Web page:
a full flight and an easterly sunset

I’ve heard it said that flying is hours of boredom punctuated by moments of sheer terror. Thankfully it wasn’t terror, but Friday was a flight full of non-boredom. Tower told me to hold short of the runway for an airplane landing with an emergency. Low and behold, the newest model of F-16, a test jet that is based at Holloman, landed fully loaded with external fuel tanks and bombs. He taxied off the runway and commented to ground control that he thought the jet was fine, but he might have hot brakes. From across the runway, I was trying to determine how the sun could glint off his tire with such an interesting orange glow. Hearing his radio call to ground control, I immediately replied, “there are flames around your left main gear”, thinking, oh yeah, you have hot brakes alright!

I eventually was cleared to take off and as I rose above the desert floor, I turned left toward the white sands. From there I continued north over the black lava flows. The Tularosa Basin sure doesn’t lack interesting scenery! Over the simulated airfield that serves as our bombing range, I released a block of concrete called an inert bomb, then turned back south to do some more sight seeing on my way out of the restricted airspace. Over the white sand again, another pilot asked if I could rejoin on him to help with an aircraft problem. I flew in formation with him, watching the angular black jet against the waves of white sand far below. In order to be able to land sooner, he dumped fuel while I steered well clear of the huge stream out the back of his jet.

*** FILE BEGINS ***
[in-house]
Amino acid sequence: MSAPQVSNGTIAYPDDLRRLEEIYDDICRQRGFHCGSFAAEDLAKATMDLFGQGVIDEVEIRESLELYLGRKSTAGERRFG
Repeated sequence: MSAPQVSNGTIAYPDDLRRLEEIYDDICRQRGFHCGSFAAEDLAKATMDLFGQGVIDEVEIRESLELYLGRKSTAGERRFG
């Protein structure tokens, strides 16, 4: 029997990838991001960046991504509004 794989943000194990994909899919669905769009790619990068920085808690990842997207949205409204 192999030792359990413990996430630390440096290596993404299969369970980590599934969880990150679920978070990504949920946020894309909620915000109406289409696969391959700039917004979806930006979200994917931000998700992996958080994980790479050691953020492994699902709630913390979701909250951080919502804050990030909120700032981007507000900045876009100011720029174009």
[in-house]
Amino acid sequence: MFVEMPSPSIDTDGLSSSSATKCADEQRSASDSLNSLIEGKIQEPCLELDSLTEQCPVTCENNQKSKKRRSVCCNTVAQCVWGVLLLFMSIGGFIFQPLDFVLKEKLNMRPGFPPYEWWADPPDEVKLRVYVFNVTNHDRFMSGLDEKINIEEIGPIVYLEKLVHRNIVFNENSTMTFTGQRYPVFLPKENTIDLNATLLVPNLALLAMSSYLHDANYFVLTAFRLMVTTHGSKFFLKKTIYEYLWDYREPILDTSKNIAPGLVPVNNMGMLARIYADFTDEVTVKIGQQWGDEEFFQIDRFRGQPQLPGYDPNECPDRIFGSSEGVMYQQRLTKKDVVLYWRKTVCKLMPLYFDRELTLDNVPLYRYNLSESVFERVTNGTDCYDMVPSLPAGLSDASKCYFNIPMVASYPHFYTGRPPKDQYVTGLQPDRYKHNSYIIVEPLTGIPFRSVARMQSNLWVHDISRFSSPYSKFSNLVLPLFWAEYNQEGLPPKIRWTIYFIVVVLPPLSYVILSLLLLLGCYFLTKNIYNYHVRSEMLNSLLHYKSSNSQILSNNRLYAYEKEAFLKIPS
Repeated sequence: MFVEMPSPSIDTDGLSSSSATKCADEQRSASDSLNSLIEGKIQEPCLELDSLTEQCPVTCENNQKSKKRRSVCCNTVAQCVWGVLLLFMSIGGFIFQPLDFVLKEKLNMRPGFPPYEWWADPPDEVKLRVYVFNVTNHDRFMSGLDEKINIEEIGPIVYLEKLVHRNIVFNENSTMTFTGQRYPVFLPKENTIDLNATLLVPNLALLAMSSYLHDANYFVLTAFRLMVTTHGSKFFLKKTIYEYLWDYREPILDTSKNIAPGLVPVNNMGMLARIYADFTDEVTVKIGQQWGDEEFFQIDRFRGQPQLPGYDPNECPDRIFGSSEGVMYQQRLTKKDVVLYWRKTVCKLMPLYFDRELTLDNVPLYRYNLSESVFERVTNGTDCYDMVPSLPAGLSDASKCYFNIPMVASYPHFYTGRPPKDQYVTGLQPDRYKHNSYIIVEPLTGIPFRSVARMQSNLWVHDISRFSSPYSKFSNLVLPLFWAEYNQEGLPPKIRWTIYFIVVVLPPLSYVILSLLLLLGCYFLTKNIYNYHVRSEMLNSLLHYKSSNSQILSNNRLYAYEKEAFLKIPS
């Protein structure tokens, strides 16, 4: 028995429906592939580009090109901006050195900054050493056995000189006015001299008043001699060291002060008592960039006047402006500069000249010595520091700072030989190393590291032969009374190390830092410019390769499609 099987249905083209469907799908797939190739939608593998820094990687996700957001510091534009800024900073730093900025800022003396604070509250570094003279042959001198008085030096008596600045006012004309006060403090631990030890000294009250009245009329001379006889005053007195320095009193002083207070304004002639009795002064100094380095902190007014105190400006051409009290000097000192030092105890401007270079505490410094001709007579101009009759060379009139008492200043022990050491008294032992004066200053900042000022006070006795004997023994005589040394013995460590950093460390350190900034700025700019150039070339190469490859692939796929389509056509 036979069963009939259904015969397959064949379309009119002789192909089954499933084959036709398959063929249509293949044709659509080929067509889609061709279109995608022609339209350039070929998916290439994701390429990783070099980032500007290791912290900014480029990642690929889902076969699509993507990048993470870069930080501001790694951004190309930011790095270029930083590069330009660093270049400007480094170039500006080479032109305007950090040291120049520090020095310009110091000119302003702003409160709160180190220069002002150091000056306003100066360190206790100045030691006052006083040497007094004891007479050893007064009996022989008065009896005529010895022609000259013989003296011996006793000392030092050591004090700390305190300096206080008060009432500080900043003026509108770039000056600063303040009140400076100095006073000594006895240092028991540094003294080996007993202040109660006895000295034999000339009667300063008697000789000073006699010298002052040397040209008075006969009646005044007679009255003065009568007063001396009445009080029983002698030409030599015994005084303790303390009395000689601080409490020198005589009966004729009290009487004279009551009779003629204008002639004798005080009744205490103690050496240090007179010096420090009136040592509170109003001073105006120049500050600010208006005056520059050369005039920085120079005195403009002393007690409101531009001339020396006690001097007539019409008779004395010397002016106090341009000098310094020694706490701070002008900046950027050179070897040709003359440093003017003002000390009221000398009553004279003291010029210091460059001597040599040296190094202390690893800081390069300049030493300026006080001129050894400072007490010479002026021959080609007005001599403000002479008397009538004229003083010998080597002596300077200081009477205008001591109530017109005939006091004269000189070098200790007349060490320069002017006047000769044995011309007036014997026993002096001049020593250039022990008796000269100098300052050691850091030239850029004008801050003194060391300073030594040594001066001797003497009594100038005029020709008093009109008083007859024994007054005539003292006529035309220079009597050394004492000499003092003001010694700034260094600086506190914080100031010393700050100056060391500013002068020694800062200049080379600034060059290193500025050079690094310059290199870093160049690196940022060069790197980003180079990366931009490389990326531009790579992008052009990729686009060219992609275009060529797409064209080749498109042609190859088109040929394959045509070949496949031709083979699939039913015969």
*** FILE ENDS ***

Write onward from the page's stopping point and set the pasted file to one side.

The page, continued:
After he landed safely while I watched in “chase” formation, I arranged to continue with my planned route of flight, picking it up over El Paso. I continued with several practice bombing runs before returning again to Holloman for several instrument and practice emergency approaches. All on one tank of gas on a sunny Friday afternoon. No, it wasn’t terrifying, but it was also absolutely not boring – and that is one fighter that doesn’t lack sufficient gas!

Before dawn the next morning, we reported to work for departure to Nellis Air Force Base where we’d participate in Red Flag, a war game exercise held every few months typically involving about130 aircraft and several thousand people. We accounted for everyone in our squadron then trudged sleepily out of the building toward the bus. The eastern sky was in full bloom, prompting one of our Nighthawk pilots, who is accustomed to beginning his day near sunset, to comment, “Hey, look! The sun sets in the east, too!”


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